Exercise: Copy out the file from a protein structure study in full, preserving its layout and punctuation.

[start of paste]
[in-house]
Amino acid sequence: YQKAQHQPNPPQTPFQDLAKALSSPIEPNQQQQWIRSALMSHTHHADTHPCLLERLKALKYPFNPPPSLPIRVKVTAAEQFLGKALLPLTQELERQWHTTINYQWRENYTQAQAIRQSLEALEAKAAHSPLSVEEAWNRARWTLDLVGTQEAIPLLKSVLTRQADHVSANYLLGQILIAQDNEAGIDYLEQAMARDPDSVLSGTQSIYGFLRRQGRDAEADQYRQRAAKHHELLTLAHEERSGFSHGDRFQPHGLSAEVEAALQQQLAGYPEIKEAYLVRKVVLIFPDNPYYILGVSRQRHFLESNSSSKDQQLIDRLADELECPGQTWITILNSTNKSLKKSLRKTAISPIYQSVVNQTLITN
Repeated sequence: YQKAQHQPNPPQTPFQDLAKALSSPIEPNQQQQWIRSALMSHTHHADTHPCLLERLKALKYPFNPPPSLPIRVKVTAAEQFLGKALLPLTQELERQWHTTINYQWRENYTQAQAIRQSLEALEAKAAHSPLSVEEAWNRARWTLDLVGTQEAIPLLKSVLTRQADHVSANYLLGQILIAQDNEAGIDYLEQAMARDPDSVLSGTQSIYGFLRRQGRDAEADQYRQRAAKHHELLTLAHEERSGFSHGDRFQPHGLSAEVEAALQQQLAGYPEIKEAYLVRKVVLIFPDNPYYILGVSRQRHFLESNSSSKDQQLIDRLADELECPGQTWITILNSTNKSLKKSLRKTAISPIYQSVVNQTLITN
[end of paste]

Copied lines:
[in-house]
Amino acid sequence: YQKAQHQPNPPQTPFQDLAKALSSPIEPNQQQQWIRSALMSHTHHADTHPCLLERLKALKYPFNPPPSLPIRVKVTAAEQFLGKALLPLTQELERQWHTTINYQWRENYTQAQAIRQSLEALEAKAAHSPLSVEEAWNRARWTLDLVGTQEAIPLLKSVLTRQADHVSANYLLGQILIAQDNEAGIDYLEQAMARDPDSVLSGTQSIYGFLRRQGRDAEADQYRQRAAKHHELLTLAHEERSGFSHGDRFQPHGLSAEVEAALQQQLAGYPEIKEAYLVRKVVLIFPDNPYYILGVSRQRHFLESNSSSKDQQLIDRLADELECPGQTWITILNSTNKSLKKSLRKTAISPIYQSVVNQTLITN
Repeated sequence: YQKAQHQPNPPQTPFQDLAKALSSPIEPNQQQQWIRSALMSHTHHADTHPCLLERLKALKYPFNPPPSLPIRVKVTAAEQFLGKALLPLTQELERQWHTTINYQWRENYTQAQAIRQSLEALEAKAAHSPLSVEEAWNRARWTLDLVGTQEAIPLLKSVLTRQADHVSANYLLGQILIAQDNEAGIDYLEQAMARDPDSVLSGTQSIYGFLRRQGRDAEADQYRQRAAKHHELLTLAHEERSGFSHGDRFQPHGLSAEVEAALQQQLAGYPEIKEAYLVRKVVLIFPDNPYYILGVSRQRHFLESNSSSKDQQLIDRLADELECPGQTWITILNSTNKSLKKSLRKTAISPIYQSVVNQTLITN